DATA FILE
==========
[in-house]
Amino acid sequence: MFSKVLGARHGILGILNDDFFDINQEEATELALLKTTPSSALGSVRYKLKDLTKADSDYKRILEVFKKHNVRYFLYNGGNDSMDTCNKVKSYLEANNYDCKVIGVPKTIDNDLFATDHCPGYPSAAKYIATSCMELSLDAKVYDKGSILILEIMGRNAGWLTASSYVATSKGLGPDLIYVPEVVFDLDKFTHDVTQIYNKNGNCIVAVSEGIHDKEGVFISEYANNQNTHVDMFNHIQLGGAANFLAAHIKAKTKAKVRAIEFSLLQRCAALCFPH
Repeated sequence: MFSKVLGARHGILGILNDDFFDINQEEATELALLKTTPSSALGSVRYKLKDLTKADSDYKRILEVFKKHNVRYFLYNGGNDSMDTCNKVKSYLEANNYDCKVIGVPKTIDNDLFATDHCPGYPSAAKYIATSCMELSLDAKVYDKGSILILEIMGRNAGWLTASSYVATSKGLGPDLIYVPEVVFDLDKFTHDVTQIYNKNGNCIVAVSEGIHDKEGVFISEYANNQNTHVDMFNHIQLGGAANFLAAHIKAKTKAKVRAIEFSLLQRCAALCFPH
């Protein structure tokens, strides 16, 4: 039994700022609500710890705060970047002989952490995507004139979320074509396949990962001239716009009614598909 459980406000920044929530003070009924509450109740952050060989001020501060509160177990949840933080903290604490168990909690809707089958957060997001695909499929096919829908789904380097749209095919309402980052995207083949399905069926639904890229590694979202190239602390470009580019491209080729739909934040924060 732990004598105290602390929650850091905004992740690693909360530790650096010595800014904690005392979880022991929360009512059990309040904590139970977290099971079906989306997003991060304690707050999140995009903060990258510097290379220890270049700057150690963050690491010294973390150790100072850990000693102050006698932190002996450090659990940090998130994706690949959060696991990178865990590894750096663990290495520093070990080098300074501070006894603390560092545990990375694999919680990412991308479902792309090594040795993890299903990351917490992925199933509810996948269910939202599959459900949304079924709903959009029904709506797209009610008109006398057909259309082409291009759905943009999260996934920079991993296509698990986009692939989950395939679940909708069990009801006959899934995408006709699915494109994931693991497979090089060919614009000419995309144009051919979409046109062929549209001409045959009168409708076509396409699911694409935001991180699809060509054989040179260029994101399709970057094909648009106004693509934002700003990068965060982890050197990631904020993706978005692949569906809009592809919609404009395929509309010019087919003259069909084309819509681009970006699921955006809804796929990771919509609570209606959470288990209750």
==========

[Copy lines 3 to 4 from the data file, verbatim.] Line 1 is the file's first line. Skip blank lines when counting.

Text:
Repeated sequence: MFSKVLGARHGILGILNDDFFDINQEEATELALLKTTPSSALGSVRYKLKDLTKADSDYKRILEVFKKHNVRYFLYNGGNDSMDTCNKVKSYLEANNYDCKVIGVPKTIDNDLFATDHCPGYPSAAKYIATSCMELSLDAKVYDKGSILILEIMGRNAGWLTASSYVATSKGLGPDLIYVPEVVFDLDKFTHDVTQIYNKNGNCIVAVSEGIHDKEGVFISEYANNQNTHVDMFNHIQLGGAANFLAAHIKAKTKAKVRAIEFSLLQRCAALCFPH
């Protein structure tokens, strides 16, 4: 039994700022609500710890705060970047002989952490995507004139979320074509396949990962001239716009009614598909 459980406000920044929530003070009924509450109740952050060989001020501060509160177990949840933080903290604490168990909690809707089958957060997001695909499929096919829908789904380097749209095919309402980052995207083949399905069926639904890229590694979202190239602390470009580019491209080729739909934040924060 732990004598105290602390929650850091905004992740690693909360530790650096010595800014904690005392979880022991929360009512059990309040904590139970977290099971079906989306997003991060304690707050999140995009903060990258510097290379220890270049700057150690963050690491010294973390150790100072850990000693102050006698932190002996450090659990940090998130994706690949959060696991990178865990590894750096663990290495520093070990080098300074501070006894603390560092545990990375694999919680990412991308479902792309090594040795993890299903990351917490992925199933509810996948269910939202599959459900949304079924709903959009029904709506797209009610008109006398057909259309082409291009759905943009999260996934920079991993296509698990986009692939989950395939679940909708069990009801006959899934995408006709699915494109994931693991497979090089060919614009000419995309144009051919979409046109062929549209001409045959009168409708076509396409699911694409935001991180699809060509054989040179260029994101399709970057094909648009106004693509934002700003990068965060982890050197990631904020993706978005692949569906809009592809919609404009395929509309010019087919003259069909084309819509681009970006699921955006809804796929990771919509609570209606959470288990209750």